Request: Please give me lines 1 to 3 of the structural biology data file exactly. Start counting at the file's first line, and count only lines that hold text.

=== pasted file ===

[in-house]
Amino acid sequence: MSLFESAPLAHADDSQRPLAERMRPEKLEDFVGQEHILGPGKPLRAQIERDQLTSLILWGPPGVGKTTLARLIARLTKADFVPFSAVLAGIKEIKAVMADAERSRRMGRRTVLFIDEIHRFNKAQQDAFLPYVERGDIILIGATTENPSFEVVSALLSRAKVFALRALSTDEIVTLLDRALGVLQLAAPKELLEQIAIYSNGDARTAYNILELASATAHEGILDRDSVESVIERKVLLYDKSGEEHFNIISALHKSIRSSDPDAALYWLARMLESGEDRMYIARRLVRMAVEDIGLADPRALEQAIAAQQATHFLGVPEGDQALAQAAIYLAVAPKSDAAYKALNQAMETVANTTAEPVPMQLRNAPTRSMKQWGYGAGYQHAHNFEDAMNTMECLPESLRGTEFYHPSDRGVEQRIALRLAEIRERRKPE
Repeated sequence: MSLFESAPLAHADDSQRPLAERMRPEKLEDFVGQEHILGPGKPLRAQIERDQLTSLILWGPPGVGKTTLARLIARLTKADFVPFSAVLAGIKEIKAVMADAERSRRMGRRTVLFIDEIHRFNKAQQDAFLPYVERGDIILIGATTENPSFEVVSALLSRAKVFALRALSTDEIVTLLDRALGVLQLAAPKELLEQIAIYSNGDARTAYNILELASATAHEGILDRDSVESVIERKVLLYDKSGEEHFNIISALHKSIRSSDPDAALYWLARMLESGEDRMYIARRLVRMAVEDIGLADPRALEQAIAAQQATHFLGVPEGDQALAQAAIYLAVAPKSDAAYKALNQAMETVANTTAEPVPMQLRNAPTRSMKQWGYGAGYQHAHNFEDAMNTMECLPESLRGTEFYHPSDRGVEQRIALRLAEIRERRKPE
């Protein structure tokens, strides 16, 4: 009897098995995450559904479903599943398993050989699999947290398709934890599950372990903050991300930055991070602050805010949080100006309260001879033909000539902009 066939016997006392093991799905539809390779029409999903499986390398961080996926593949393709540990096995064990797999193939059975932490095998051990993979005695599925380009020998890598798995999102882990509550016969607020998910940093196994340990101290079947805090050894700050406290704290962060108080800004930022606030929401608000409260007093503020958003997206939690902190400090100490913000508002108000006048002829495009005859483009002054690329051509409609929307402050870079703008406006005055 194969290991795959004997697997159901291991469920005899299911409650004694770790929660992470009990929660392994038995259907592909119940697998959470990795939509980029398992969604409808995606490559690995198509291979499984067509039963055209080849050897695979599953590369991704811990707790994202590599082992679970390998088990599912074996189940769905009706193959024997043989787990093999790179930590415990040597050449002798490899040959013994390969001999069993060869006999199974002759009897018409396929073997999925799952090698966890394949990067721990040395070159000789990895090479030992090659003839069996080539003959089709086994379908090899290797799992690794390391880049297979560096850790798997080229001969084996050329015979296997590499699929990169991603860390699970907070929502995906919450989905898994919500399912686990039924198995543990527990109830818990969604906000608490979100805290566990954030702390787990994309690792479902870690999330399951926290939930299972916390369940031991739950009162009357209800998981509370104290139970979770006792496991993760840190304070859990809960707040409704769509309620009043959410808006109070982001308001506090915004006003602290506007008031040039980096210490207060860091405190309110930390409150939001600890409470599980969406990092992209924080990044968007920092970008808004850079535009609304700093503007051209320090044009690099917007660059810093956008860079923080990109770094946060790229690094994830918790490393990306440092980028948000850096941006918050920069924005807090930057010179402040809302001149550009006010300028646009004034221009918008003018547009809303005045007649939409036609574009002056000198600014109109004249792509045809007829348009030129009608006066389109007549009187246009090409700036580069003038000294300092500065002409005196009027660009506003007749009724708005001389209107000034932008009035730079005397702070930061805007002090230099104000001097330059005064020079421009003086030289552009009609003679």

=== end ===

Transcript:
[in-house]
Amino acid sequence: MSLFESAPLAHADDSQRPLAERMRPEKLEDFVGQEHILGPGKPLRAQIERDQLTSLILWGPPGVGKTTLARLIARLTKADFVPFSAVLAGIKEIKAVMADAERSRRMGRRTVLFIDEIHRFNKAQQDAFLPYVERGDIILIGATTENPSFEVVSALLSRAKVFALRALSTDEIVTLLDRALGVLQLAAPKELLEQIAIYSNGDARTAYNILELASATAHEGILDRDSVESVIERKVLLYDKSGEEHFNIISALHKSIRSSDPDAALYWLARMLESGEDRMYIARRLVRMAVEDIGLADPRALEQAIAAQQATHFLGVPEGDQALAQAAIYLAVAPKSDAAYKALNQAMETVANTTAEPVPMQLRNAPTRSMKQWGYGAGYQHAHNFEDAMNTMECLPESLRGTEFYHPSDRGVEQRIALRLAEIRERRKPE
Repeated sequence: MSLFESAPLAHADDSQRPLAERMRPEKLEDFVGQEHILGPGKPLRAQIERDQLTSLILWGPPGVGKTTLARLIARLTKADFVPFSAVLAGIKEIKAVMADAERSRRMGRRTVLFIDEIHRFNKAQQDAFLPYVERGDIILIGATTENPSFEVVSALLSRAKVFALRALSTDEIVTLLDRALGVLQLAAPKELLEQIAIYSNGDARTAYNILELASATAHEGILDRDSVESVIERKVLLYDKSGEEHFNIISALHKSIRSSDPDAALYWLARMLESGEDRMYIARRLVRMAVEDIGLADPRALEQAIAAQQATHFLGVPEGDQALAQAAIYLAVAPKSDAAYKALNQAMETVANTTAEPVPMQLRNAPTRSMKQWGYGAGYQHAHNFEDAMNTMECLPESLRGTEFYHPSDRGVEQRIALRLAEIRERRKPE